Tweet of the Day: Got a brain injury? #playyousissies

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Given how many careers have been derailed by concussions and all we’ve begun to find out about the ugly long-term impact of brain injuries on former athletes it seems unfathomable to me that a prominent veteran mainstream media member would still be ripping players for not playing through a concussion.

And yet here’s this from longtime Minneapolis Star Tribune columnist and 1500-ESPN radio host Patrick Reusse regarding Twins catcher Joe Mauer:

Mauer suffered a concussion on August 19 and missed the remainder of the season because a month later he continued to experience symptoms such as dizziness and sensitivity to light every time he tried to increase his workouts. He has a brain injury.

That was the fourth in a series of tweets from Reusse about how Tigers first baseman Prince Fielder has been more durable than Mauer despite not looking like much of an athlete. How body type and athleticism relates to brain trauma is unclear.

UPDATE: I thought perhaps Reusse would come back on Twitter to say he misspoke or otherwise offer an explanation, but instead this was his follow-up tweet several hours later:

“For whatever reason” in this case is a brain injury. And then a few minutes later the backtracking began:

He of course specifically mentioned Mauer, not Arcia or anyone else, in four consecutive tweets and called Mauer a “poster boy.”

Battle cries and sissies and boo-boos. Cool stuff, all around.

Giants nearing deal with Cameron Maybin

Cameron Maybin
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The Giants are finalizing a minor league deal for free agent outfielder Cameron Maybin, according to Andrew Baggarly and Ken Rosenthal of The Athletic. The team has not confirmed the signing, but it’s in keeping with their stated goal of adding more veteran presence and outfield options to their roster in advance of the 2019 season.

Maybin, 31, appeared in back-to-back gigs with the Marlins and Mariners in 2018. He slashed an underwhelming .249/.326/.336 with four home runs, 10 stolen bases (in 15 chances), a .662 OPS, and 0.5 fWAR through 384 plate appearances for the two clubs, a clear improvement over his totals in 2017 but still shy of the career numbers he posted with the Padres all the way back in 2011. It’s not only his offense that has tanked, but his speed and defense in center field, all of which he’ll try to improve as he jockeys for a roster spot in camp this month.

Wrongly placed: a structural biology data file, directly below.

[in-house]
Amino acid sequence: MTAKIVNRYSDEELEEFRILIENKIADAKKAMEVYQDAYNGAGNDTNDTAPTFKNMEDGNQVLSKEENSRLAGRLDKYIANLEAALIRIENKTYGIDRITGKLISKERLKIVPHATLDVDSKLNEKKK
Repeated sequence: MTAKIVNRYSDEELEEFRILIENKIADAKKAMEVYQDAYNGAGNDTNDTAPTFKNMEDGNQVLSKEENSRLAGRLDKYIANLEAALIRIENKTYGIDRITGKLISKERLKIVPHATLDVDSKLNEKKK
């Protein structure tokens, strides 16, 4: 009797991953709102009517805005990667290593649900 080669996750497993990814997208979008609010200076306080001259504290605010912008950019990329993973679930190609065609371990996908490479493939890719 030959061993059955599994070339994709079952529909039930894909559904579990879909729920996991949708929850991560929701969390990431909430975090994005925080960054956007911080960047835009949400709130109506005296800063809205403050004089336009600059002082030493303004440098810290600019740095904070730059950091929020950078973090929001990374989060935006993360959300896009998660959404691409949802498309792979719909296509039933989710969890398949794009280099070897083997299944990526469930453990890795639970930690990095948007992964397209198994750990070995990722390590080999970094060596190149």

The Giants’ outfield has been largely depleted of any kind of consistent talent lately, especially taking into account the recent departures of Hunter Pence, Gregor Blanco, and Gorkys Hernández. Even with the acquisition of, say, All-Star right fielder Bryce Harper, there’s nothing standing in the way of Maybin and fellow veteran signee Gerardo Parra grabbing hold of full- or part-time roles this year, though they’ll need to outperform candidates like Chris Shaw, Steven Duggar, Drew Ferguson, Mac Williamson, Austin Slater, Craig Gentry, Mike Gerber, and others first.

In a previous report on Friday, Baggarly revealed that a “handshake understanding” had been established with several veteran players already this offseason, all but guaranteeing them regular starting opportunities over the course of the season. How those agreements will be affected by spring training performances remains to be seen, but at least for now, the Giants appear prepared to give their newest players a long leash as they try to get back on top in the NL West.